"FRENCH CARS & FUEL CHARGES" Driving Tip by thinking

Driving, Paris: 20 reviews and 24 photos

The French are loyal to their own brands.
Renault is the largest automaker, followed by Peugeot and Citroen, the latter two being part of the same company but with distinct models.Japanese cars are seldom seen in France, even though Renault controls Nissan. American cars are a rarity.

Citroen makes the C3 Pluriel, which is in the same vein as the Mini or VW Beetle, except this is a modern version of the 2CV (Deux Chevaux), one of the most recognizable French cars of the post-war era. The Pluriel has the same sliding roof, except it's electric, and there is also a convertible. It's a modern car in every way, a two-door with styling that hints at the 2CV.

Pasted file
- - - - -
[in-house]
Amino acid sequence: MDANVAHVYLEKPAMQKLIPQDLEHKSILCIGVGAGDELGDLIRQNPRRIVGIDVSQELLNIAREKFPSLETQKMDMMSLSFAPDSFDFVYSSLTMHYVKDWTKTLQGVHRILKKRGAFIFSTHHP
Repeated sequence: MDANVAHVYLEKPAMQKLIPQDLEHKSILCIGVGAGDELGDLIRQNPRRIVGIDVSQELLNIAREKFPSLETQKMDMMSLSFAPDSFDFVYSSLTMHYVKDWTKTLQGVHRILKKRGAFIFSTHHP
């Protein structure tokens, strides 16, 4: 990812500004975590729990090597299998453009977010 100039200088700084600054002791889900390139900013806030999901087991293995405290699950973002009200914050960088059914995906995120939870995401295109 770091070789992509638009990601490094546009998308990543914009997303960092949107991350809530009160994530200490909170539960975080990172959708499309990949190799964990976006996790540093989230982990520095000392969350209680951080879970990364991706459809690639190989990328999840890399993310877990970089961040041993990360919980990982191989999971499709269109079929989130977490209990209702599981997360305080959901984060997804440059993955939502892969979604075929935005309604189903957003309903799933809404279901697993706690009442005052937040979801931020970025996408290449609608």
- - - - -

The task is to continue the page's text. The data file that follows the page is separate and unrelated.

Peugeot models have a 7 at the end at the end of their numeric designations. For instance, the 207 is a small in-town runabout and the 607 is a luxury car. Outside, the latter looks a lot like the Acura 3.2 TL. Inside, the 607 is all leather and wood, like other entry-level luxury cars with which it competes.

60 per cent of new cars sold in France are diesels. Not only do diesel cars get better fuel mileage than gasoline models, but the French government encourages fuel economy by putting heavier licence taxes on bigger engines.

Diesel fuel also costs a lot less in France -- usually about 35 cents a litre less compared with a litre of gasoline. Even with those price differences, the fuel-efficient French usually spend less in a year on driving than anyone in North America.

Type: Car/Motor Home

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  • Updated Apr 4, 2011
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